In spite of their ignorance of geography, a science unknown to the Paulistas of olden times, and with only the help of the sun, they penetrated the interior of the Americas, conquering tribes. Some went to the hinterland of Goias, as far as the Amazon river; others went all the way to the coast from the river Patos until the river Plate and as far as the rivers Uruguay and Tibagi; and going upstream along the Paraguay river as far as the Paraná [...] some crossed the vast hinterland beyond the Paraguay river all the way to the high mountains of the kingdom of Peru. The Paulistas had to fight against their enemies and against nature: in respect of the latter they had to battle against the weather and in respect of the former they had to battle against wrath and hate. The lack of supplies could have driven them to despair had it not been that they were used to eating the fruits of the hinterland: wild honey, wild nuts, sweet and bitter palmitos, and the roots of edible plants. (Pedro Taques de Almeida Paes Leme)[3]

However, a new breed of men was growing, wild, yes, and ungovernable, but one in whom the infusion of native American blood would soon result in a relentless increase in action and achievement. So while the Spaniards in Paraguay stayed where Irala had placed them, mostly treating with indifference the discoveries which the first Conquistadores had made, the Brazilians continued for two centuries to explore the country. These determined adventurers would spend months and months in the wild hunting slaves and looking for gold and silver, guided by what they had learnt from the native Americans. Eventually they managed to secure for themselves and the House of Braganza the richest mines and the largest territory in South America This acquisition was of all the inhabited earth the most beautiful part. (Robert Southey, 1819)[4]


  1. ^ Well-known bandeirantes included Bartolomeu Bueno da Silva (the Anhanguera), Antônio Dias de Oliveira, Fernão Dias Pais (the Hunter of Emeralds), Domingos Rodrigues do Prado, Antônio Rodrigues de Arzão, Domingos Jorge Velho, Salvador Furtado Fernandes de Mendonça, Antônio Raposo Tavares, Estêvão Ribeiro Baião Parente, Brás Rodrigues de Arzão, Manuel de Campos Bicudo, Francisco Dias de Siqueira (the Apuçá), Pascoal Moreira Cabral, Antônio Pires de Campos, Manuel de Borba Gato, Francisco Pedroso Xavier, Lourenço Castanho Taques, Tomé Portes del-Rei, Antonio Garcia da Cunha, Matias Cardoso de Almeida, Salvador Faria de Albernaz, José de Camargo Pimentel, João Leite da Silva Ortiz, João de Siqueira Afonso, Jerônimo Pedroso de Barros and Bartolomeu Bueno de Siqueira.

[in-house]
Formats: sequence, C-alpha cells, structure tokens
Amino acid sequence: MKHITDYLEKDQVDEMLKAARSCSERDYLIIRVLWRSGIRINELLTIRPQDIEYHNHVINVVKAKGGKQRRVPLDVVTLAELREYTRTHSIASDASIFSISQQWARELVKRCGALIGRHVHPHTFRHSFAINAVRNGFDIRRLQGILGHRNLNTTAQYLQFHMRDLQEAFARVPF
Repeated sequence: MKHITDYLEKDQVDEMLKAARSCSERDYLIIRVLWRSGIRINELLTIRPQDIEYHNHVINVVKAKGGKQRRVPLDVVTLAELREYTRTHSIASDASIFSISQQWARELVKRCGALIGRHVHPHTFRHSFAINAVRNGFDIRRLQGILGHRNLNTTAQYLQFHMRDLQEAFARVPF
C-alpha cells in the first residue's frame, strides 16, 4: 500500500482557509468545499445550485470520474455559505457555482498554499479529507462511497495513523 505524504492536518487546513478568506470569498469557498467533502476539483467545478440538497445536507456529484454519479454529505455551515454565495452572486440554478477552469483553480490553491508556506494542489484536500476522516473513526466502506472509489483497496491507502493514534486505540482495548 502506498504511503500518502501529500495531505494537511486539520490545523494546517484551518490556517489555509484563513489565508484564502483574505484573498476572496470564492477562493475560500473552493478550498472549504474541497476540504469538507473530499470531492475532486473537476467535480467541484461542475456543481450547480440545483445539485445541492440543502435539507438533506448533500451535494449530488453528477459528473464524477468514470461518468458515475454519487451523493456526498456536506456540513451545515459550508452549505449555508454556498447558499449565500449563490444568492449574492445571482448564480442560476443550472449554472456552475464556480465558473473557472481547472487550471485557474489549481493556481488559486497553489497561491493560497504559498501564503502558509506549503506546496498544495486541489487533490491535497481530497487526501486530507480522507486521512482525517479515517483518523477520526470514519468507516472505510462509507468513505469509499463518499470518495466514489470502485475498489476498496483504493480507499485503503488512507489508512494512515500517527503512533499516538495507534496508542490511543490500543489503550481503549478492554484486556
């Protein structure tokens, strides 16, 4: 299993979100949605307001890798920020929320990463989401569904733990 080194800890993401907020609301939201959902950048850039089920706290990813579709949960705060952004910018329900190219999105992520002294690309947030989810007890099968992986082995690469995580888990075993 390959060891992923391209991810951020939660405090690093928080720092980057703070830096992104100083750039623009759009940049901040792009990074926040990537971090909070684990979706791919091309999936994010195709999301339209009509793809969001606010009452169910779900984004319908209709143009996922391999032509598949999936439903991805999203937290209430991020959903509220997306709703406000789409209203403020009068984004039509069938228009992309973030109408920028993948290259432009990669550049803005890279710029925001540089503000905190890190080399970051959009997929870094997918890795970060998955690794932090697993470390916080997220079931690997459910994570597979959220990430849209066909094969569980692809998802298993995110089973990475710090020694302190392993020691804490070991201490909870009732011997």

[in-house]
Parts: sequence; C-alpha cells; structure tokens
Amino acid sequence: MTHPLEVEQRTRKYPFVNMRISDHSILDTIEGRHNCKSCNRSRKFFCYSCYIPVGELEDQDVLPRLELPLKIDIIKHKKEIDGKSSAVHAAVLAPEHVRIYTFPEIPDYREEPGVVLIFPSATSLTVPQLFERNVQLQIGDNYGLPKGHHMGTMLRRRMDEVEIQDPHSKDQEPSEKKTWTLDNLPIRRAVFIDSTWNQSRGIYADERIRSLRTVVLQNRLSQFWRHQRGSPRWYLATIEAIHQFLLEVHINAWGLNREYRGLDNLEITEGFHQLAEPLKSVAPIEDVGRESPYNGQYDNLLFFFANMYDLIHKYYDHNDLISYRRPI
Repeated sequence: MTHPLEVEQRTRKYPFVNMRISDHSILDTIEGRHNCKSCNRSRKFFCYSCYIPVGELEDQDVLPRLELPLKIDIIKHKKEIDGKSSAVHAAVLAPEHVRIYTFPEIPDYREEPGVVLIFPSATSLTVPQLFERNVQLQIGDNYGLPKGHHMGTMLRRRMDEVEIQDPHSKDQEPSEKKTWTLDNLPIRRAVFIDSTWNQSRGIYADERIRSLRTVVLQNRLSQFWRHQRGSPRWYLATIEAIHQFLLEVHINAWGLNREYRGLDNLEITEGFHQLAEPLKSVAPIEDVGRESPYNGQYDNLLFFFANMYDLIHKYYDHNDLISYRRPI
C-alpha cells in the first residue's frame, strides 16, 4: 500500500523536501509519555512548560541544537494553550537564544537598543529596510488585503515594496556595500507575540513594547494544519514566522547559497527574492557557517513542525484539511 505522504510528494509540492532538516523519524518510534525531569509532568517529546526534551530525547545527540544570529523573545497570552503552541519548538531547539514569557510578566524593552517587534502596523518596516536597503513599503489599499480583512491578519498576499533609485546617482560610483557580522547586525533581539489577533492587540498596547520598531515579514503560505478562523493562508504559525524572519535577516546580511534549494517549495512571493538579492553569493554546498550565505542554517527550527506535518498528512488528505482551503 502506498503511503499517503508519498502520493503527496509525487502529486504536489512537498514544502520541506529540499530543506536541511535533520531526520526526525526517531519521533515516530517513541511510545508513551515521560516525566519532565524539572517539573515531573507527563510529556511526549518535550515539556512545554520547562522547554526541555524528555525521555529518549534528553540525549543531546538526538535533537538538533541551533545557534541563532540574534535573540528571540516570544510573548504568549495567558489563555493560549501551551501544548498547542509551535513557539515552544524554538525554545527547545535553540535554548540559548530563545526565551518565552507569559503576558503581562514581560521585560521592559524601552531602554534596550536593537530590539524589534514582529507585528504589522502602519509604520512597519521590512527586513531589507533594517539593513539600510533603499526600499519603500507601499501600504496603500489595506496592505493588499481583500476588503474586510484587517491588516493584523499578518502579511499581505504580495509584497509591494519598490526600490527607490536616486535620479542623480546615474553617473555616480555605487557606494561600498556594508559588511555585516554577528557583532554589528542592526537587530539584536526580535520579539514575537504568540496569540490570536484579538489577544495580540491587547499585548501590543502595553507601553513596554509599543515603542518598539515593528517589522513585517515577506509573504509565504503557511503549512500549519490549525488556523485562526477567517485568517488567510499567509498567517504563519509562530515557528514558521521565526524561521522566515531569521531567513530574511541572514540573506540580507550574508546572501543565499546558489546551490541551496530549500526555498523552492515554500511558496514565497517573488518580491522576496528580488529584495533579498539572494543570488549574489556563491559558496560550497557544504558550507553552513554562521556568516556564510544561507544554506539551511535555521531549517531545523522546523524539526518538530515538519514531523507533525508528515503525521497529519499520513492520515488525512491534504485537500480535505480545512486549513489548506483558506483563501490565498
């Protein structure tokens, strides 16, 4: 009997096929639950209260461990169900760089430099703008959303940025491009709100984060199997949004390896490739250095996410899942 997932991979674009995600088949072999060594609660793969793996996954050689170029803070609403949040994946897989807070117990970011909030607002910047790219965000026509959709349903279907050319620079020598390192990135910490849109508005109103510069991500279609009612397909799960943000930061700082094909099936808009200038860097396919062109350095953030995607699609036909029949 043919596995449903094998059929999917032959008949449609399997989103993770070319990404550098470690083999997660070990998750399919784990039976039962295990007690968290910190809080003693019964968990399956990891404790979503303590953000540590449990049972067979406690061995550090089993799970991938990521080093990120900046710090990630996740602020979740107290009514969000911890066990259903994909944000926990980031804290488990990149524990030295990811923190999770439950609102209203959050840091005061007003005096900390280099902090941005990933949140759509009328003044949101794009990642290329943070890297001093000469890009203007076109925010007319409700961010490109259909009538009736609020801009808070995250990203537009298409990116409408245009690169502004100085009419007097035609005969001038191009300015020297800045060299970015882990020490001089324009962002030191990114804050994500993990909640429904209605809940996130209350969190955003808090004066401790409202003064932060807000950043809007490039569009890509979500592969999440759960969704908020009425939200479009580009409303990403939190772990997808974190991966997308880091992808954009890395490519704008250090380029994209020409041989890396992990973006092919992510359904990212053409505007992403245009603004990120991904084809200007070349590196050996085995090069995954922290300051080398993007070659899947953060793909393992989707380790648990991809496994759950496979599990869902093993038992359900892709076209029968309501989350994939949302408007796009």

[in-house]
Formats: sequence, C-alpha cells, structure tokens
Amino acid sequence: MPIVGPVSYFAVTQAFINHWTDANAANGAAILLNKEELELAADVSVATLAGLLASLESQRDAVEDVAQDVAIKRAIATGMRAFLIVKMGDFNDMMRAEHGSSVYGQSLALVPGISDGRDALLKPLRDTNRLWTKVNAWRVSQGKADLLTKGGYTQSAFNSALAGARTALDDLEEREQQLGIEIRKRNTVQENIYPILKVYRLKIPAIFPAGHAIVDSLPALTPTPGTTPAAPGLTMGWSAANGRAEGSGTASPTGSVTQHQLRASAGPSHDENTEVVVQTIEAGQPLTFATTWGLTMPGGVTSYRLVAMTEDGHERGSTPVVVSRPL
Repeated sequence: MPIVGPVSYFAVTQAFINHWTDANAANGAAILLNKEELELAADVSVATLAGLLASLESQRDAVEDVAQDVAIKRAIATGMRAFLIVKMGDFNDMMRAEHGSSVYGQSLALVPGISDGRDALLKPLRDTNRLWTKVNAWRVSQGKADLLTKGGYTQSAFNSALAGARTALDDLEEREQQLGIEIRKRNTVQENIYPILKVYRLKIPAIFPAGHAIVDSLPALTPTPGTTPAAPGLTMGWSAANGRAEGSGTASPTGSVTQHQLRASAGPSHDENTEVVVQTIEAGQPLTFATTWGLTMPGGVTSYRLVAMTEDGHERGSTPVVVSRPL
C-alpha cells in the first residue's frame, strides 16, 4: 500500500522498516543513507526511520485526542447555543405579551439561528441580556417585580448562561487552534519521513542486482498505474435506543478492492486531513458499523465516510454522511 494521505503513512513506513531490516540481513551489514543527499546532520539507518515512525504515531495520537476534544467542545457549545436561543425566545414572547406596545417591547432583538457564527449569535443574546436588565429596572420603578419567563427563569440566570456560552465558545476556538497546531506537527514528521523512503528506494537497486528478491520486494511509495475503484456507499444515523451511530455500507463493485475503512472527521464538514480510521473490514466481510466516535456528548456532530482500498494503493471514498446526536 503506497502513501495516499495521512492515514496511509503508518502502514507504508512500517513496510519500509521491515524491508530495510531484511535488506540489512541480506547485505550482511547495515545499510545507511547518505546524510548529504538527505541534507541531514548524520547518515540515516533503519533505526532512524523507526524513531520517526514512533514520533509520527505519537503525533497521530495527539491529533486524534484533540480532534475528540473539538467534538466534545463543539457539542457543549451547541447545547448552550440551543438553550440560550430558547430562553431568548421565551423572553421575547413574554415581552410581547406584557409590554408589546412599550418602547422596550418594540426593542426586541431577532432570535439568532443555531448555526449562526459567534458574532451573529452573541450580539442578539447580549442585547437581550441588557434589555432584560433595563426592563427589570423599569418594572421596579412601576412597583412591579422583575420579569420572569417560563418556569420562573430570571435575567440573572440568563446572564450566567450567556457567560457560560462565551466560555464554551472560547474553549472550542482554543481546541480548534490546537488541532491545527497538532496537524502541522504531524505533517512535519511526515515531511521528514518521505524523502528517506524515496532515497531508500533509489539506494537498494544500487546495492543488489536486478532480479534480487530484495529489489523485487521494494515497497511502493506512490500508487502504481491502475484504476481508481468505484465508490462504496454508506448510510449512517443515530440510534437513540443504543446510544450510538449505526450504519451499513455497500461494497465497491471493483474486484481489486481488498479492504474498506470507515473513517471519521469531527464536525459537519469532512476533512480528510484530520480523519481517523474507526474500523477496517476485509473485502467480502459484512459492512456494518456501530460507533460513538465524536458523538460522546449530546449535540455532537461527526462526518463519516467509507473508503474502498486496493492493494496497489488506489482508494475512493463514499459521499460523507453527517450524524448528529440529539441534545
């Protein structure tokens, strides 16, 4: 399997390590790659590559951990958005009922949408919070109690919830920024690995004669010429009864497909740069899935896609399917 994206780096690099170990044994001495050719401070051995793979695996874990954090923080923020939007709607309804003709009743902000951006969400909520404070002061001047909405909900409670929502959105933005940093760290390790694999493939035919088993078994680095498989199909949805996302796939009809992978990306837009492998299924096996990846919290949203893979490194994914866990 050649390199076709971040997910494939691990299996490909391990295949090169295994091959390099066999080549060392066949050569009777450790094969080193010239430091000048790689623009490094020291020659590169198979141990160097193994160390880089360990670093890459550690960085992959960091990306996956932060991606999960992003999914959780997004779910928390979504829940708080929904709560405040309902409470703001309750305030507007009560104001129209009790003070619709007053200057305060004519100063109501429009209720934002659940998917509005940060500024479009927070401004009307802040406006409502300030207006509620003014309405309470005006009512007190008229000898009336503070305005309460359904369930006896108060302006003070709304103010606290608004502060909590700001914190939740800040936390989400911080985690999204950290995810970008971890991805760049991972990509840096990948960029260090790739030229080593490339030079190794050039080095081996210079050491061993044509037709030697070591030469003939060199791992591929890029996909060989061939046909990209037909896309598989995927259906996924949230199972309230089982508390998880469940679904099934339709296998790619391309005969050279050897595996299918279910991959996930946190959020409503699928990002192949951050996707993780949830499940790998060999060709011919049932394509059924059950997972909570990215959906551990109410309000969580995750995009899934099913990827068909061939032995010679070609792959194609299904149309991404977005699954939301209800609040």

See also[edit]

Further reading[edit]

  • Leme, Luís Gonzaga da Silva, "Genealogia Paulistana" (1903-1905)
  • Leme, Pedro Taques de Almeida Paes, "Nobiliarquia Paulistana Histórica e Genealógica", Ed. São Paulo University (1980, São Paulo).
  • Taunay, Afonso de E., "Relatos Sertanistas", Ed. São Paulo University (1981, São Paulo) *
  • Taunay, Afonso de E., "História das Bandeiras Paulistas", Ed. Melhoramentos (São Paulo)
  • Franco, Francisco de Assis Carvalho, "Dicionário de Bandeirantes e Sertanistas do Brasil", Ed. São Paulo University, São Paulo, Ed Itatiaia, Belo Horizonte (1989)
  • Deus, Frei Gaspar da Madre de, "História da Capitania de São Vicente", Ed. São Paulo University (1975, São Paulo)
  • Crow, John A., “The Epic of Latin America,” (London, 1992)
  • Hemming, John, "Red Gold: The Conquest of the Brazilian Indians, 1500–1760 (London, 1978)

External links[edit]


  1. ^ "Um Governo de Engonços: Metrópole e Sertanistas na Expansão dos Domínios Portugueses aos Sertões do Cuiabá (1721-1728)". Retrieved 2016-03-12. 
  2. ^ CARVALHO FRANCO, Francisco de Assis, Dicionário de Bandeirantes e Sertanistas do Brasil, Editora Itatiaia Limitada - Editora da Universidade de São Paulo, 1989
  3. ^ Integral edition of the book 'Paulistana nobility - Genealogy of the main families from São Paulo, in Portuguese, by Pedro Taques de Almeida Paes Leme
  4. ^ History of Brazil